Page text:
Exploration Methods Come Together at Explorer Ridge
August 14, 2002
NOAA Office of Ocean Exploration
With work in the Arctic comes a tangle of frustrating logistical challenges. (Some would argue that "nightmares" might be a more appropriate word.) Simply getting to the ship often proves exasperating for even the most patient person. The 2002 Arctic Exploration officially began from Coppermine (Kugluktuk), Canada at around 4:30 am on August 14th. For most of the explorers, however, the journey began well before then.
Canadian scientists chartered a flight from Yellowknife, AK, to Coppermine for the majority of the 46-person science team. Everyone needed to assemble in Yellowknife by 10:30 pm local time to catch the flight.
With people coming from Victoria, Corpus Christi, Seattle, the U.K., even Beijing and Tokyo, I presumed that the explorers flying in from Fairbanks, Alaska, would have an easier trip than most. After all, Fairbanks is a "mere" 826 mi northwest of Yellowknife (compared to the thousands of miles covered by other travelers). Upon arrival in Yellowknife, I quickly learned that in the Arctic, common sense is sometimes turned upside down.
Exploration Methods Come Together at Explorer Ridge
First, I had expected the rest of the science party to be overflowing with excitement and anticipation about the upcoming trip. Instead, after grabbing my luggage and walking to the opposite side of the airport (all of about 50 m), what I found were 28 others just like me -- bleary-eyed and exhausted from weeks of preparation and far too many hours on multiple airplanes.
And, to my surprise, the Fairbanks contingent seemed to have had the most difficult time. Unfortunately for them, there are no direct flights from Fairbanks to Yellowknife. No flights are even close to being direct. The 826-mi "hop, skip and jump" turned into an almost 3,000-mi circuitous slog, with tortuous layovers from Fairbanks south to Seattle, north to Edmonton, and finally on to Yellowknife. It actually took the Fairbanks team 7 hrs longer to get there than it took the group from Washington, DC, on the other side of the continent!
The question that had been nagging many of us for weeks was soon to be answered: Were we too heavy? To conserve precious research funds, the charter flight was smaller than ideal. About 2 wks before the flights, mission coordinators queried members of the science party on individual body weights. They calculated the total weight, divided it into the planes capacity, and allocated each person a maximum of approximately 90 lbs for luggage. Given that many of us were bringing scientific equipment, and that we were packing for a month in the Arctic, 90 lbs was not very much. Many of us went over the limit, hoping that others would not use their full quota. Unfortunately, if we were overweight, we would not find out until we were all together in Yellowknife. At that point, there would be few options for sending excess baggage the thousands of miles back home.
Luckily, it turned out that we were only slightly overweight. The flight crew was actually more concerned about the huge volume of baggage than its weight. After some creative stowing aboard the plane and burning off some excess fuel, we were ready to go. Considering that everyone and their gear made it on board, our departure alone was a huge accomplishment.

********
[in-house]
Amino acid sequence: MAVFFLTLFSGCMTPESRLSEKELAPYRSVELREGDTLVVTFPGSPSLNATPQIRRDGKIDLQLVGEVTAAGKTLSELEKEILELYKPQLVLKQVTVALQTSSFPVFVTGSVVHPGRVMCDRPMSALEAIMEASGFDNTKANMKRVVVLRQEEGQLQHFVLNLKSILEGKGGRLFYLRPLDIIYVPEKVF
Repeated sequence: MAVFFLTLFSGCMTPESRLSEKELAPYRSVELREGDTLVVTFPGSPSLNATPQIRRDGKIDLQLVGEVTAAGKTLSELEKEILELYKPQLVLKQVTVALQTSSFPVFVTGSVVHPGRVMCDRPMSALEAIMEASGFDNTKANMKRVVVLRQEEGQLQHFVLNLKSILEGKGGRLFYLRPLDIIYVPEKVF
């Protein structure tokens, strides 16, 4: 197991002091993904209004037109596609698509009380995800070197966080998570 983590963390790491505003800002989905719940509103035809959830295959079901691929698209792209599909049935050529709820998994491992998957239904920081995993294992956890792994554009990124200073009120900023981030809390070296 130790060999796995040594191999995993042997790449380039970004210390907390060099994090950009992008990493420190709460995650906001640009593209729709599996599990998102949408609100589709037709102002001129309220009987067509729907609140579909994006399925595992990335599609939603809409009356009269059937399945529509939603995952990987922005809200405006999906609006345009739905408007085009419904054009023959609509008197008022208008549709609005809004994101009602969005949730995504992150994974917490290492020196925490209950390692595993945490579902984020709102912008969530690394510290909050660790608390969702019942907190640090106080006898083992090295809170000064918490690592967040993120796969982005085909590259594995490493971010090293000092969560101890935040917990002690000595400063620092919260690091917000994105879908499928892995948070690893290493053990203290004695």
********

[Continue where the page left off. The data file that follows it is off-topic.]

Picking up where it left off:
During the flight, a spectacular sunrise/sunset welcomed us to the chilly North. Since the sun never seems to dip below the horizon, the quandary over whether to call it a sunset or sunrise challenged my Mid-Atlantic sensibilities. The fight raged on in my mind until I decided just to sit back, enjoy the view, and accept that things are slightly different in the northern latitudes.
We arrived in Coppermine around 1:30 am on Aug. 14. The ship lay within sight just a few miles offshore. But with no way to get to her until helicopter operations started with dawns true arrival (around 4:30 am), individual members of the science team found various ways to pass the long 3 hrs. Wary of grizzly bears, some team members meandered around outside, ogling at the ship silhouetted against the orange glow in the distance. Many curled up on the floor or on the cold metal benches to catch a few hours of precious sleep. Others huddled inside the one-building airport, discussing where they came from and sharing expectations about the next month. A few even turned on their computers, sleepily typing in their first log entry for the cruise.
The hum of rotors at precisely 4:30 am roused everyone from their torpor. Within 5 min, the ships helicopter landed a scant 50 m from the building and the first 3 passengers climbed aboard. Every member of the science party was amazed by the speed and efficiency of the helicopter operations. In less than 10 min the helicopter had departed, landed on the ship, offloaded passengers, and returned to the airport, ready to transport the next 3 people.
It took a few hours to get the entire team and the gear out to the Canadian Coast Guard Ship (CCGS) Louis St. Laurent. The ship's crew and members of the Canadian science team warmly greeted our arrival. They had departed Halifax, Nova Scotia, on Aug. 2. The ships 46-person crew, along with the 4-person remotely operated vehicle (ROV) crew from Deep Sea Systems International Inc., spent the 13-day transit to Coppermine preparing the equipment for the month-long expedition
To a novice ocean explorer like myself, it seemed as if everything was finally coming together. The ship was ready, the entire science team had arrived, and all of the equipment was on board. After a few hours of sleep, I quickly learned that the "expedition" to get to the ship had simply been a warm-up. The real work and the logistical tangles were just beginning.
Sign up for the Ocean Explorer E-mail Update List.